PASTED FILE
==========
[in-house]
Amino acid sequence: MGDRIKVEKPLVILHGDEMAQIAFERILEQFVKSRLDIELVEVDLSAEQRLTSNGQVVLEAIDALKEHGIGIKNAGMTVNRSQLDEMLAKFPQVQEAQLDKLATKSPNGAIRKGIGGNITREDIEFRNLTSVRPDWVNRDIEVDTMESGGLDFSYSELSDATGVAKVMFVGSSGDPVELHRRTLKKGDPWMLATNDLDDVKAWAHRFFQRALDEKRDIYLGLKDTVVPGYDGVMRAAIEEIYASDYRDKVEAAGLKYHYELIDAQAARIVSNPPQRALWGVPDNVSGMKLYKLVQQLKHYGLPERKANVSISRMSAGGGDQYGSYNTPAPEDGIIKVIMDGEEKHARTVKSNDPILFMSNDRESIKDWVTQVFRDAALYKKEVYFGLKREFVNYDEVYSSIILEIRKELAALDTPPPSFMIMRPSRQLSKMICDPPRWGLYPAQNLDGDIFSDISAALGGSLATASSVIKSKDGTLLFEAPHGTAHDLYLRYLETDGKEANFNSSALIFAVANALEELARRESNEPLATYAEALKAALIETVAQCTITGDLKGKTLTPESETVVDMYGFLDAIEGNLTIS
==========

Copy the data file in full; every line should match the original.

[in-house]
Amino acid sequence: MGDRIKVEKPLVILHGDEMAQIAFERILEQFVKSRLDIELVEVDLSAEQRLTSNGQVVLEAIDALKEHGIGIKNAGMTVNRSQLDEMLAKFPQVQEAQLDKLATKSPNGAIRKGIGGNITREDIEFRNLTSVRPDWVNRDIEVDTMESGGLDFSYSELSDATGVAKVMFVGSSGDPVELHRRTLKKGDPWMLATNDLDDVKAWAHRFFQRALDEKRDIYLGLKDTVVPGYDGVMRAAIEEIYASDYRDKVEAAGLKYHYELIDAQAARIVSNPPQRALWGVPDNVSGMKLYKLVQQLKHYGLPERKANVSISRMSAGGGDQYGSYNTPAPEDGIIKVIMDGEEKHARTVKSNDPILFMSNDRESIKDWVTQVFRDAALYKKEVYFGLKREFVNYDEVYSSIILEIRKELAALDTPPPSFMIMRPSRQLSKMICDPPRWGLYPAQNLDGDIFSDISAALGGSLATASSVIKSKDGTLLFEAPHGTAHDLYLRYLETDGKEANFNSSALIFAVANALEELARRESNEPLATYAEALKAALIETVAQCTITGDLKGKTLTPESETVVDMYGFLDAIEGNLTIS